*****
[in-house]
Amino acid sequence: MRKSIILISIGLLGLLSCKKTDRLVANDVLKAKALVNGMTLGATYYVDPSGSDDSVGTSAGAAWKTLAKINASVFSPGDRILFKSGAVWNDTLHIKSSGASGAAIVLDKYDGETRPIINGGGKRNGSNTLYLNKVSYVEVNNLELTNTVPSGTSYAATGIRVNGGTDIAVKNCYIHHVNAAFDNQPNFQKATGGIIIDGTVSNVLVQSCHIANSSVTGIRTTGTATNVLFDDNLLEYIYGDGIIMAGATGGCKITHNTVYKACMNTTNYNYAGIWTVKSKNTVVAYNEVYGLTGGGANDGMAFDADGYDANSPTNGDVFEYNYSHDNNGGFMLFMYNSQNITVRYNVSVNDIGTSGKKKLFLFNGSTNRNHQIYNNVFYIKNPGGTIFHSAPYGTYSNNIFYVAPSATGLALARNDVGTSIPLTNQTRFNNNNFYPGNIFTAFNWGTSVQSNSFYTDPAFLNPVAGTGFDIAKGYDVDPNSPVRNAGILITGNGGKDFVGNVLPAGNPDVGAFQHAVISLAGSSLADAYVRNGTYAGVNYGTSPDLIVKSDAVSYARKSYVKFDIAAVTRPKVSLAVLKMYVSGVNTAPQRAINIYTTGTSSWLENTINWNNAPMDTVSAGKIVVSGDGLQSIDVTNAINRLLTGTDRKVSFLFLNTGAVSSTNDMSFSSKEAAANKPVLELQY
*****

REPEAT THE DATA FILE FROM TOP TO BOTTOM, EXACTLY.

[in-house]
Amino acid sequence: MRKSIILISIGLLGLLSCKKTDRLVANDVLKAKALVNGMTLGATYYVDPSGSDDSVGTSAGAAWKTLAKINASVFSPGDRILFKSGAVWNDTLHIKSSGASGAAIVLDKYDGETRPIINGGGKRNGSNTLYLNKVSYVEVNNLELTNTVPSGTSYAATGIRVNGGTDIAVKNCYIHHVNAAFDNQPNFQKATGGIIIDGTVSNVLVQSCHIANSSVTGIRTTGTATNVLFDDNLLEYIYGDGIIMAGATGGCKITHNTVYKACMNTTNYNYAGIWTVKSKNTVVAYNEVYGLTGGGANDGMAFDADGYDANSPTNGDVFEYNYSHDNNGGFMLFMYNSQNITVRYNVSVNDIGTSGKKKLFLFNGSTNRNHQIYNNVFYIKNPGGTIFHSAPYGTYSNNIFYVAPSATGLALARNDVGTSIPLTNQTRFNNNNFYPGNIFTAFNWGTSVQSNSFYTDPAFLNPVAGTGFDIAKGYDVDPNSPVRNAGILITGNGGKDFVGNVLPAGNPDVGAFQHAVISLAGSSLADAYVRNGTYAGVNYGTSPDLIVKSDAVSYARKSYVKFDIAAVTRPKVSLAVLKMYVSGVNTAPQRAINIYTTGTSSWLENTINWNNAPMDTVSAGKIVVSGDGLQSIDVTNAINRLLTGTDRKVSFLFLNTGAVSSTNDMSFSSKEAAANKPVLELQY